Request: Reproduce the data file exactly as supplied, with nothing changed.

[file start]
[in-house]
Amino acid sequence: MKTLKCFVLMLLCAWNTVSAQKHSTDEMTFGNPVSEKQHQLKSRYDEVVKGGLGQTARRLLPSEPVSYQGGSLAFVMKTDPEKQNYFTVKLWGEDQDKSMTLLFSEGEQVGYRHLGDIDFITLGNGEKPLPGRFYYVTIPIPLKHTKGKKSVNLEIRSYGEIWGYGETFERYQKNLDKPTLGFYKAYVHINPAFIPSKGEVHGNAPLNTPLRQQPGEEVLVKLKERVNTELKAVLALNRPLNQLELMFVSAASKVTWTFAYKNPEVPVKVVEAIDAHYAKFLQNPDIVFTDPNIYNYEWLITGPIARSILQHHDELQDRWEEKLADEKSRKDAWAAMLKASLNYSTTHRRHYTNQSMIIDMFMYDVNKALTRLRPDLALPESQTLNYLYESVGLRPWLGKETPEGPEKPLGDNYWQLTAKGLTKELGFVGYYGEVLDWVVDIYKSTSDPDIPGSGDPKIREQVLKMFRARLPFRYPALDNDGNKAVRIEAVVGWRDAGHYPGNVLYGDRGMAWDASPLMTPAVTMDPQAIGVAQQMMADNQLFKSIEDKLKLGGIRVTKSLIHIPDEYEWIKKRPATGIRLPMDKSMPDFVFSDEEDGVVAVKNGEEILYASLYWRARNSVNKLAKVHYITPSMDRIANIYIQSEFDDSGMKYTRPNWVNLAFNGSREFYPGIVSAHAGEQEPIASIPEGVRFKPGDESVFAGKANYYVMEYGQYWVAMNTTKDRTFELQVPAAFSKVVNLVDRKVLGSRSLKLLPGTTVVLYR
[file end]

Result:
[in-house]
Amino acid sequence: MKTLKCFVLMLLCAWNTVSAQKHSTDEMTFGNPVSEKQHQLKSRYDEVVKGGLGQTARRLLPSEPVSYQGGSLAFVMKTDPEKQNYFTVKLWGEDQDKSMTLLFSEGEQVGYRHLGDIDFITLGNGEKPLPGRFYYVTIPIPLKHTKGKKSVNLEIRSYGEIWGYGETFERYQKNLDKPTLGFYKAYVHINPAFIPSKGEVHGNAPLNTPLRQQPGEEVLVKLKERVNTELKAVLALNRPLNQLELMFVSAASKVTWTFAYKNPEVPVKVVEAIDAHYAKFLQNPDIVFTDPNIYNYEWLITGPIARSILQHHDELQDRWEEKLADEKSRKDAWAAMLKASLNYSTTHRRHYTNQSMIIDMFMYDVNKALTRLRPDLALPESQTLNYLYESVGLRPWLGKETPEGPEKPLGDNYWQLTAKGLTKELGFVGYYGEVLDWVVDIYKSTSDPDIPGSGDPKIREQVLKMFRARLPFRYPALDNDGNKAVRIEAVVGWRDAGHYPGNVLYGDRGMAWDASPLMTPAVTMDPQAIGVAQQMMADNQLFKSIEDKLKLGGIRVTKSLIHIPDEYEWIKKRPATGIRLPMDKSMPDFVFSDEEDGVVAVKNGEEILYASLYWRARNSVNKLAKVHYITPSMDRIANIYIQSEFDDSGMKYTRPNWVNLAFNGSREFYPGIVSAHAGEQEPIASIPEGVRFKPGDESVFAGKANYYVMEYGQYWVAMNTTKDRTFELQVPAAFSKVVNLVDRKVLGSRSLKLLPGTTVVLYR